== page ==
Analysis and calibration of in situ scanning tunnelling microscopy images with atomic resolution influenced by surface drift phenomena

Jens E.T. Andersen, P. Møller

Research output: Contribution to journalArticle

6 Citations (Scopus)

Abstract

The influence of surface drift velocities on in situ scanning tunnelling microscopy (STM) experiment with atomic resolution is analysed experimentally and mathematically. Constant drift velocities much smaller than the speed of scanning can in many in situ STM experiments with atomic resolution result in an surface reconstraction. It is shown that a surface atomic structure can be distorted and observed as another atomic structure entirely owing to a velocity in the plane of the surface. The image can be resolved mathematically and the components of the drift velocity as well as the vectors of the non-distorted surface lattice can be determined. The calibration of distances can thus be carried out also when the image is influenced by drift. Results with gold surfaces and graphite surfaces are analysed and discussed.

Original languageEnglish
Pages (from-to)213-220
Number of pages8
JournalSurface and Coatings Technology
Volume67
Issue number3
DOIs
Publication statusPublished - Jan 1 1994

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Scanning tunneling microscopy
scanning tunneling microscopy
Calibration
atomic structure
Graphite
Gold
graphite
Experiments
gold
Scanning
scanning

All Science Journal Classification (ASJC) codes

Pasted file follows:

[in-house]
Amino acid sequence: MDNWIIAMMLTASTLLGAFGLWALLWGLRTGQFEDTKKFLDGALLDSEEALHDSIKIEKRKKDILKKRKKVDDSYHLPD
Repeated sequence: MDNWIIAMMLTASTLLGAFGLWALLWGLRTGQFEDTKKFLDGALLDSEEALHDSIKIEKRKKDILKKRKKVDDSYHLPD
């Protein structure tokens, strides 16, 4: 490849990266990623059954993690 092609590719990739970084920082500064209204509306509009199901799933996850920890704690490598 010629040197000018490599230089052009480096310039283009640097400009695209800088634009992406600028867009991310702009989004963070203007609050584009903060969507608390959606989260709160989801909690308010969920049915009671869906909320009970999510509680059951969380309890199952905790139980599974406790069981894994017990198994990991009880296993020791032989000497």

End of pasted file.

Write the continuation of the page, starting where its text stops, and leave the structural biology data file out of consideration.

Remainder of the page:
• Chemistry(all)
  • Condensed Matter Physics
  • Surfaces and Interfaces
  • Surfaces, Coatings and Films
  • Materials Chemistry

Cite this

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AB - The influence of surface drift velocities on in situ scanning tunnelling microscopy (STM) experiment with atomic resolution is analysed experimentally and mathematically. Constant drift velocities much smaller than the speed of scanning can in many in situ STM experiments with atomic resolution result in an surface reconstraction. It is shown that a surface atomic structure can be distorted and observed as another atomic structure entirely owing to a velocity in the plane of the surface. The image can be resolved mathematically and the components of the drift velocity as well as the vectors of the non-distorted surface lattice can be determined. The calibration of distances can thus be carried out also when the image is influenced by drift. Results with gold surfaces and graphite surfaces are analysed and discussed.

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